There have been a number of articles in the last two weeks about various pros working to increase their ball speed and thus their distance. Rory McIlroy, already one of the best drivers, if not the best, on tour is working on improving his distance. My favorite bit from this article is:
“Bryson, when he speed-trains, he just hits the ball into a net, so he doesn’t really know where it’s going,” McIlroy continued. “He’s just trying to move as fast as he can … and sort of making the target irrelevant for the time being and then you can sort of try to bring it in from there. From what I’ve done and what I’ve been trying – you know, sort of experimenting with the last couple weeks – it’s the fastest I’ve ever moved the club, the fastest my body has ever moved.”
This resonates as it is what I do. At least one, of the ways I practice. I have a nice little practice area in the backyard where I can hit balls into a net in front of a strip of woodlands below the interstate. With a SuperSpeed Swing Radar and I can gauge swing speed and Dr. Scholl’s foot powder spray I can check ball contact. After all, it doesn’t matter how fast as I swing if I don’t make good contact. This allows me to practice in between trips to my local range and the golf course.
At the range near my house, the fence is at 250 yards and I think 75 feet tall. The balls are not only range balls, made to reduce distance by 30%, but they are so old, they are almost smooth. Many of these balls I suspect I have hit multiple times over the last 20 years. Generally, when I am going all out, I can either get the ball to drop close enough to hit the net or maybe catch the lowest 10 feet of net. My goal is, of course, to clear the net, or least hit it high enough that I can expect another 10 or 20 yards of ball flight (carry distance). Based on the chart in this article, it looks like I need to hit the net about 30 feet off the ground to pick up 17 yards of carry, translating to about 267 yards or so of carry. Ultimately my goal is 330 yards of carry, which suggests that I need to be well over the net and still climbing … over the trees and into the houses behind. This would be bad.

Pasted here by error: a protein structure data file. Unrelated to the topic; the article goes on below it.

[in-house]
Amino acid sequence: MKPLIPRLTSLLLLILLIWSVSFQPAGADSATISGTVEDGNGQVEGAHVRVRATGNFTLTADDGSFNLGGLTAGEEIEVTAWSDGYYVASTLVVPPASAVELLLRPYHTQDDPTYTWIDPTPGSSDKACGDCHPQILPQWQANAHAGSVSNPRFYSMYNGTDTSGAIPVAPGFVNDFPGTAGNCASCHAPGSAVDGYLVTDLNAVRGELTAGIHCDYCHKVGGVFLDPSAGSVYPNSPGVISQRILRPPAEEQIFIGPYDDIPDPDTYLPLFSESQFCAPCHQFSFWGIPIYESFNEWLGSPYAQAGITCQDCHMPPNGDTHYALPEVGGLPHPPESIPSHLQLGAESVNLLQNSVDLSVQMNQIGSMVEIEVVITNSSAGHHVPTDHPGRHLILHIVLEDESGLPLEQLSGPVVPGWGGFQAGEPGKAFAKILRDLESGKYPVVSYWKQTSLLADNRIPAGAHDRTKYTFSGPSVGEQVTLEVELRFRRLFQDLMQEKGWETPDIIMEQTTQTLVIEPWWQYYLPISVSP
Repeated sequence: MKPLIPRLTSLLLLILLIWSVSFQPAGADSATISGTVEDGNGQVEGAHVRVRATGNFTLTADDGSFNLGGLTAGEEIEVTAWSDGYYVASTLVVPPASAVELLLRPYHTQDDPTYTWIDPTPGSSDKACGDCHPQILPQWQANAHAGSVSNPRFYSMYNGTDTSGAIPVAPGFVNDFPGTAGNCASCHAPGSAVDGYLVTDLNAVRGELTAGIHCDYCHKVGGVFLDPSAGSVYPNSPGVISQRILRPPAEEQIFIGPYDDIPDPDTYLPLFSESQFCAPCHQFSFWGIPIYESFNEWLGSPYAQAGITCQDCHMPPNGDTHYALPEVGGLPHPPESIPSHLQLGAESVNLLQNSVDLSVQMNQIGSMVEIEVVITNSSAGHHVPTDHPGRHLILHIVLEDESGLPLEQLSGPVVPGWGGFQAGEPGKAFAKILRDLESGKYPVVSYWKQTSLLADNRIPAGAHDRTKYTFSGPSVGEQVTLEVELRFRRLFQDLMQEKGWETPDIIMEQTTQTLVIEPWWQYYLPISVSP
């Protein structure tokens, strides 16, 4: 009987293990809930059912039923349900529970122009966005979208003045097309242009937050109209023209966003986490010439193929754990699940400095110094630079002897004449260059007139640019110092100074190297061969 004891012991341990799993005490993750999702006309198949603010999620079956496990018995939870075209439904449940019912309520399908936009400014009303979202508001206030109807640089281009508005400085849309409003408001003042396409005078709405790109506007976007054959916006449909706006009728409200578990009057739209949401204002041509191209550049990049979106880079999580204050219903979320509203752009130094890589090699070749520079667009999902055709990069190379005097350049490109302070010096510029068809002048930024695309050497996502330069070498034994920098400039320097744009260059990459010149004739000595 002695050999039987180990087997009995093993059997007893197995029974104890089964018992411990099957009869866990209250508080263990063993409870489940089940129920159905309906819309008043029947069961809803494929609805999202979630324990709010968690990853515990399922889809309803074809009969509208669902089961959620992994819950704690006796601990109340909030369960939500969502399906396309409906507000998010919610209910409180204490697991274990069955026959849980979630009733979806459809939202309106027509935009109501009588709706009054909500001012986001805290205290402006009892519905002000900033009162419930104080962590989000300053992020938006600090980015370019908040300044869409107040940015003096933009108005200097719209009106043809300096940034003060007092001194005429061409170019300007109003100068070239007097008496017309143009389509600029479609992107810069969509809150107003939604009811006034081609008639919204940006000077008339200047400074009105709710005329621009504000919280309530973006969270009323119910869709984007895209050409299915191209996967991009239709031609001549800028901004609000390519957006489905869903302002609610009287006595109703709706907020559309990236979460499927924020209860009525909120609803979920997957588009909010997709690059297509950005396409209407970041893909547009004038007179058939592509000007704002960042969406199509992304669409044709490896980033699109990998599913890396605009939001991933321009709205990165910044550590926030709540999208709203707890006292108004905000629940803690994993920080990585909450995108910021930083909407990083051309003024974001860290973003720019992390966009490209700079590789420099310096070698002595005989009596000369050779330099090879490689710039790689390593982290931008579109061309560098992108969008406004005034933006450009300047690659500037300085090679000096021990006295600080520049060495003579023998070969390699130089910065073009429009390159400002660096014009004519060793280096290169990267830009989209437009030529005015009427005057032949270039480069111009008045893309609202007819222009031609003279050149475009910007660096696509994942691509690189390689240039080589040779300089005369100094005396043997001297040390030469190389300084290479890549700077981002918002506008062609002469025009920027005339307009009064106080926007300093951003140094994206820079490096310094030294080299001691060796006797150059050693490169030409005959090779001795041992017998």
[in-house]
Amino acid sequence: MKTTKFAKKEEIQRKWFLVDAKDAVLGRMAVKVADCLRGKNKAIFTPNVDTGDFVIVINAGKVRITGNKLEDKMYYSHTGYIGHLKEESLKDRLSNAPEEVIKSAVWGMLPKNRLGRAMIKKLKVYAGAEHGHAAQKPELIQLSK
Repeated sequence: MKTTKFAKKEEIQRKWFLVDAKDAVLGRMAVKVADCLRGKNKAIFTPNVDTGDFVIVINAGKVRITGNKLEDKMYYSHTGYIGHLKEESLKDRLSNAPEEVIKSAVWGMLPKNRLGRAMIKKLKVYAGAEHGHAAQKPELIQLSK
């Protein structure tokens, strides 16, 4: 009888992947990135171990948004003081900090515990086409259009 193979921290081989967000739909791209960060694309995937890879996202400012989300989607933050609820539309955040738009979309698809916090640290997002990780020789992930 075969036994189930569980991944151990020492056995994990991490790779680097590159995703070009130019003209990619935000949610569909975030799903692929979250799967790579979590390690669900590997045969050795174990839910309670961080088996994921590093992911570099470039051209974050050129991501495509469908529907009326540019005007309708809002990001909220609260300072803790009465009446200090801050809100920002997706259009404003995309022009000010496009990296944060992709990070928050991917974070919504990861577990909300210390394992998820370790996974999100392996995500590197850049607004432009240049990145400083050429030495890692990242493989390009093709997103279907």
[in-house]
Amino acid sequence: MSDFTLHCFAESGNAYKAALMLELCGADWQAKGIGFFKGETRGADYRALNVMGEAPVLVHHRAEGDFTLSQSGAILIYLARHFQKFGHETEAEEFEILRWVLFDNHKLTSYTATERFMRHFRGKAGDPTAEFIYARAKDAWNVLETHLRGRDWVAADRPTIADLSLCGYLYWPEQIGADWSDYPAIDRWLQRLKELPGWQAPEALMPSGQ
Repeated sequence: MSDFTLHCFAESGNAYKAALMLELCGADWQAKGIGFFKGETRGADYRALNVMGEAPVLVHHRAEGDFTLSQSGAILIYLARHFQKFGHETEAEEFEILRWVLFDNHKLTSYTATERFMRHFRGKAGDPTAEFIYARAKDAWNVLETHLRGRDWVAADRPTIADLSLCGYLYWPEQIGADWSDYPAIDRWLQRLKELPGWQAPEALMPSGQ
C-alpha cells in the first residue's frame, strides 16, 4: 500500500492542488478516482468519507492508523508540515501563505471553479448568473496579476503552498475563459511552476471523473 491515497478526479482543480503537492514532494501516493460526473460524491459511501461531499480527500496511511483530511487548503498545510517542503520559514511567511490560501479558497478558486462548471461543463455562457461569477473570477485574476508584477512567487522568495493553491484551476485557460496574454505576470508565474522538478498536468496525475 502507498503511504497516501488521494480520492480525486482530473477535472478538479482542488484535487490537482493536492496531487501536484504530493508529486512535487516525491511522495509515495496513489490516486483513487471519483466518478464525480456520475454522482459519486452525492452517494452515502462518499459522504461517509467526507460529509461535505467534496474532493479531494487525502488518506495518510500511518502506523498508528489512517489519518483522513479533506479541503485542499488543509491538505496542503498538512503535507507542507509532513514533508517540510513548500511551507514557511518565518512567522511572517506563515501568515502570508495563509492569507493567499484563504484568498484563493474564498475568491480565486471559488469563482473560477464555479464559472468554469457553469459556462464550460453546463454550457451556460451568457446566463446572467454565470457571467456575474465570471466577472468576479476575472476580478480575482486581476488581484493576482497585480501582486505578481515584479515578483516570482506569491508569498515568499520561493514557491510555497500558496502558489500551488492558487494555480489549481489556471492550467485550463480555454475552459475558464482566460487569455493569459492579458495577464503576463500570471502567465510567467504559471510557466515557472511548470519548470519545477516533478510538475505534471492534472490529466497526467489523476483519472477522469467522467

The good news is this. If I pull out a formerly lost ball that I had picked up while playing that is in good shape, I can hit much higher on the net, but it is still at a descending trajectory.
I’ve got a ways to go.
I have switched to a longer shaft. My driver is now at the max of 48 inches, with an extra stiff shaft. I am able to average about 116 mph on my little radar, so my clubhead speed is up about 5ph. Occasionally I top out over 120mph and rarely, 135 or 136 mph – which is about where I need to be to hit a 350 yard drive. The only problem, well there are two, is that the radar is probably only about 95% accurate and likely overstates my speed, and second, there is a big difference between swinging all out on the range (or in the backyard) and doing it on the course. My plan is take radar to the course and check my on-course speeds every few rounds.
Finally, I have another good indicator of speed improvement. A couple months ago I was practicing in the yard and saw the ball disappear into the woods. “what the hell? ” I figured I hit a worm-burner, but that didn’t seem possible since the tee box is a good foot above the bottom edge of the net, which hangs loosely. A few balls later, it happened again, only I saw the ball in trees and it was not worm-killing ground ball. The this happened:
This ball had a slice in the cover that got caught in the netting. So I am occasionally managing to hit through a commercial quality golf net, 10 feet in front of me. I can’t do it all the time. But occasionally. Today, I did it twice with a three-wood, and then with the driver. So, progress.